Southern Miss

Fans react strongly to USM interviewing Art Briles, coach who was fired amid sex scandal

Names to know in the Baylor sexual assault scandal

An estimated 125 reports of sexual assault or harassment were made at Baylor in four years. A lawsuit alleges 52 of those were committed football players. Here are the names and policies you should know to understand what happened.
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An estimated 125 reports of sexual assault or harassment were made at Baylor in four years. A lawsuit alleges 52 of those were committed football players. Here are the names and policies you should know to understand what happened.

There was an immediate and intense reaction to Monday’s news that former Baylor head coach Art Briles was interviewing for the offensive coordinator position at Southern Miss.

While many USM fans expressed support for hiring the 63-year-old with hopes that he could turn the Golden Eagles into an offensive juggernaut, others were adamantly against it.

Baylor fired Briles in 2016 amid a probe into allegations of sexual assault by his players.

The school acknowledged 17 women had reported sexual or domestic assaults involving 19 players, including four alleged gang rapes. A 2017 lawsuit alleged 31 players committed 52 acts of rape, and that the school had a “show ‘em a good time” policy that “used sex to sell” the football program to recruits.

An independent investigation found that Briles’ staff members failed to report allegations to the proper authorities.

Briles interviewed with USM head coach Jay Hopson in Hattiesburg on Monday and was introduced to players as he toured the Duff Athletic Center that afternoon, the Sun Herald has learned.

National media and football fans across the country were overwhelmingly critical of the move after news of the interview broke Monday morning.

Among Southern Miss alumni, the reaction was mixed as fans took to social media to express their opinions on Briles.

One poll on the GoldenEaglePride.com message board has fans voting 87 percent in favor of hiring Briles. Other USM fans have put their faith in Hopson to make the right call.

“I trust Coach Hopson to make a good decision here,” said Jim Warren, a 1984 graduate of USM. “I do have concerns, however, as I don’t completely understand Coach Briles’ role and the status of the various investigations. We will need a clear statement on all this if the hire is made.”

If Southern Miss is willing to give Briles a second chance, there’s no denying that allegations against his Baylor football program will continue to follow him throughout his career.

Other findings from the independent investigation commissioned by Baylor include:

When Baylor dismissed players for unspecified violations, the coaches helped those players transfer to other schools and created “dangerous environments” elsewhere.

The football staff worked hard to handle disciplinary matters within the program to “actively divert cases from the student conduct or criminal processes” in violation of Title IX rules.

The program did not do background checks or request records on any disciplinary actions for transfers from their previous school.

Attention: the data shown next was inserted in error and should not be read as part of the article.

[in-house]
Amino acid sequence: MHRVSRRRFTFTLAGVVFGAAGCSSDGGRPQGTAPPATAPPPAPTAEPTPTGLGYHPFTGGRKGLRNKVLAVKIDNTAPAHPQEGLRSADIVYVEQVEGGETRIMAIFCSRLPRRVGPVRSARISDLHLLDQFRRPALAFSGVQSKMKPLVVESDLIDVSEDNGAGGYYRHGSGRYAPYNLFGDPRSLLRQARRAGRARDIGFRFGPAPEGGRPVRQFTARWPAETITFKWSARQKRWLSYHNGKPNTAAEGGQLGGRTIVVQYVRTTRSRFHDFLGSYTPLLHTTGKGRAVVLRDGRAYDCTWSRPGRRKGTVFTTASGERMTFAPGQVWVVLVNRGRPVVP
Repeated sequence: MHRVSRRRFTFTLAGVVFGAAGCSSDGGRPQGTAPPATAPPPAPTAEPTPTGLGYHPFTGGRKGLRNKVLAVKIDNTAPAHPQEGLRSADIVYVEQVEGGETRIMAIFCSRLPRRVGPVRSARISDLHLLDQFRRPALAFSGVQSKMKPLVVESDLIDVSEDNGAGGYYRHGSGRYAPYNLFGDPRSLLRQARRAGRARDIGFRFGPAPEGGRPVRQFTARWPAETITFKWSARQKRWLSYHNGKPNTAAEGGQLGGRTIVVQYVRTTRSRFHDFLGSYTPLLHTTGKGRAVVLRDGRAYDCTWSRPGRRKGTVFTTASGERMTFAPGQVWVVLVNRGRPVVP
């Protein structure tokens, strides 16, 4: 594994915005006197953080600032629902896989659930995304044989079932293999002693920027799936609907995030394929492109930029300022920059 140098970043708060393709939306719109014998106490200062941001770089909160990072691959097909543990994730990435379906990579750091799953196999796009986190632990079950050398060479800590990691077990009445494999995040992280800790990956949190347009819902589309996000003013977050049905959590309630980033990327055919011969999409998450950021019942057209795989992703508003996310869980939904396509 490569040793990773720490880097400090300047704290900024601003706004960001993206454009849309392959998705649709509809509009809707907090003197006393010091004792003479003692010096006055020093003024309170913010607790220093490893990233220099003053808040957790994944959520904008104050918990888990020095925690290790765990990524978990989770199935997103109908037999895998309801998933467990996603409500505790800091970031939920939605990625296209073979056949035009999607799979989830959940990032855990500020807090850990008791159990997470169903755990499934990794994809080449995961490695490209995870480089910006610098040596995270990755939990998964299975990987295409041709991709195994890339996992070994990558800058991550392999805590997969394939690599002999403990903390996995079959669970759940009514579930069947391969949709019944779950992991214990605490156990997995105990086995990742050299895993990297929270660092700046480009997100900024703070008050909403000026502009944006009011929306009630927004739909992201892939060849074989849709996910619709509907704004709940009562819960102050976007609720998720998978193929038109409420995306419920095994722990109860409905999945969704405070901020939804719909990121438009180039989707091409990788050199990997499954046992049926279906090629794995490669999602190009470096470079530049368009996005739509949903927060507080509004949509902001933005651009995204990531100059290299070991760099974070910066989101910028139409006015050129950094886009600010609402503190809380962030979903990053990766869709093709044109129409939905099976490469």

The NCAA conducted its own investigation and submitted a formal notice of allegations against Baylor, according an October report by the Forth Worth Star-Telegram. The report says that Briles is among those who committed NCAA infractions

However, former Baylor athletic director Ian McCaw told CBSsports.com last week that he believes Briles will be “largely exonerated” and will be given a chance to again be a head coach. “As more information comes out on the Baylor scandal, they’re going to find out [Briles] was scapegoated for a much larger campus wide problem and the failings were in the police department and across campus which is what I know to be the case.”

Briles received a $15.1 million contract settlement from Baylor after he threatened to sue the school for wrongful termination, according to a report by the Dallas Morning News.

In August, Briles issued a lengthy list of denials in response to a Title IX lawsuit brought by former Baylor student Delores Lazano, who claims the university failed to take proper Title IX action when she reported a member of the football team allegedly assaulted her in 2014.

Baylor took the step of countering Briles in a statement: “Just as when he was coach, he again attempts to skirt responsibility for actions of the football program that he led, the players he recruited and coached, the coaches he managed the loose discipline he championed.”

When Briles was trying to land a job with the Hamilton Tiger-Cats of the Canadian Football League in 2017, he helped his case by providing a letter from Baylor that seemed to all but clear him of wrongdoing, according to the Fort Worth Star-Telegram. The letter ended with, “We wish you the very best in your future endeavours.”

Briles was hired as an offensive assistant by the CFL squad, but dismissed soon after following a stream of criticism for the move.

Briles spent two decades coaching on the high school level and was the head coach at Stephenville (Texas) High School from 1988-99 before he landed a job as the running backs coach at Texas Tech, where he worked for three years.

In 2003, Houston hired Briles as its head coach and he instantly installed one of the nation’s most prolific offenses. The Cougars were 34-28 under his watch and made four bowl games.

Baylor hired Briles in 2008 and had a pair of four-win campaigns before running off six consecutive winning seasons. His last five years at the Waco, Texas, school featured four seasons of at least 10 wins and two Big 12 championships.

Former Baylor defensive coordinator Phil Bennett talks about the rape scandal at the school that led to the firing of Baylor president Ken Starr, athletic director Ian McCaw and football coach Art Briles.

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